Space travel also plays into this journey motif. The process of traveling to other worlds, much like the characters’ progression north, represents the process of obtaining the means for improving life. With the death of an astronaut and the foreclosure of the space program, however, dies any hope of colonizing and reviving the vitality of humanity.  Lauren, however, does not give up hope on interstellar travel and, instead, preserves on earth yet vows that her Earthseed, the fate of humanity,is destined for the stars.

One of the most striking and most prolific themes in White Noise is the distortion of the mundane and other facets of life not normally considered mundane. The grocery list of items brought by students and parents as well as the spectacle they create at the beginning of the novel, for instance, mixes a sense of comical awe with monotony. Although spectators cannot help but gather for this yearly ritual, readers become bogged down by lists of worthless junk. These lists crop again and again throughout the text, adding a tone of superfluity to items and situations considered more important to the characters in the novel. At times when Jack is clearing out the house, instead of revealing precious mementos and priceless goods he tosses out pieces of rubbish and uselessly horded refuse. Even his diplomas and awards receive this treatment; after his ordeal with the airborne toxic event and his acknowledgement of his premature death, these markers of his success and progress become meaningless scraps of paper that signal time wasted.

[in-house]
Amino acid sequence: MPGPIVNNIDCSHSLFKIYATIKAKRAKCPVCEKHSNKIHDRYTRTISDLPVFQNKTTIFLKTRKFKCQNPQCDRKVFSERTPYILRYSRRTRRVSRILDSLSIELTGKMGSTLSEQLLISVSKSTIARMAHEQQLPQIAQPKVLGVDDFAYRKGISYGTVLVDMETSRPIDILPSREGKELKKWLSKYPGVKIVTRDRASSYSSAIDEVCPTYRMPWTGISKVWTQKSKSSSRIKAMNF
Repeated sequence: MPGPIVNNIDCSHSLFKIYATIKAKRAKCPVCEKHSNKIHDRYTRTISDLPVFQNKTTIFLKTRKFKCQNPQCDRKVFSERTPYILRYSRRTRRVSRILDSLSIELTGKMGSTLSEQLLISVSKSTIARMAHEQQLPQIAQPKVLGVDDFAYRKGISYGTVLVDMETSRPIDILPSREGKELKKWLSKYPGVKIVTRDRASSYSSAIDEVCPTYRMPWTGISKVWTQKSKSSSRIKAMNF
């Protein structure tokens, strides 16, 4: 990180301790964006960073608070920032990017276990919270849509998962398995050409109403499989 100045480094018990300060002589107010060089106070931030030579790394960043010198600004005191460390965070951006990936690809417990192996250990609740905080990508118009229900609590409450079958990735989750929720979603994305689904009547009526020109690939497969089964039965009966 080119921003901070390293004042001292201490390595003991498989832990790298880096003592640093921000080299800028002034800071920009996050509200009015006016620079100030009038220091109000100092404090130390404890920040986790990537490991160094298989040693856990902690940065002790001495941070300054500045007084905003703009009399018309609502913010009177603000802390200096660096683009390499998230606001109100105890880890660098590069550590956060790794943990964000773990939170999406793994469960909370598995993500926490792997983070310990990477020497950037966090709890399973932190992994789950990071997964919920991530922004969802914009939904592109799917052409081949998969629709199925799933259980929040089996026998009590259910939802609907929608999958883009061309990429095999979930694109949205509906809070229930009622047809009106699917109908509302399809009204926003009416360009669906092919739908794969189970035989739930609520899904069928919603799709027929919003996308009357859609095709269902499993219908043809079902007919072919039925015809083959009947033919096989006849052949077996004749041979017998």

Sex also becomes mundane in this novel, transforming from something invigorating to a daily chore. When Babette reads erotic prose to Jack, she does so with the same tone as she reads tabloids to the blind and stories to Wilder. The act itself does not seem to arouse her; she mentions earlier in the book that she only reads dirty literature to make Jack happy. Sex becomes something that characters simply exchange, whether as a sign of gratitude from a wife to her husband or as pure currency. The presence of prostitutes outside of the evacuation shelter endorses sex as currency in that their services are something they can just go out and purchase at a whim. Even Babette uses her body as collateral, exchanging sex for medications, disallowing kissing and other signs of affection and reducing these encounters to businesslike exchanges.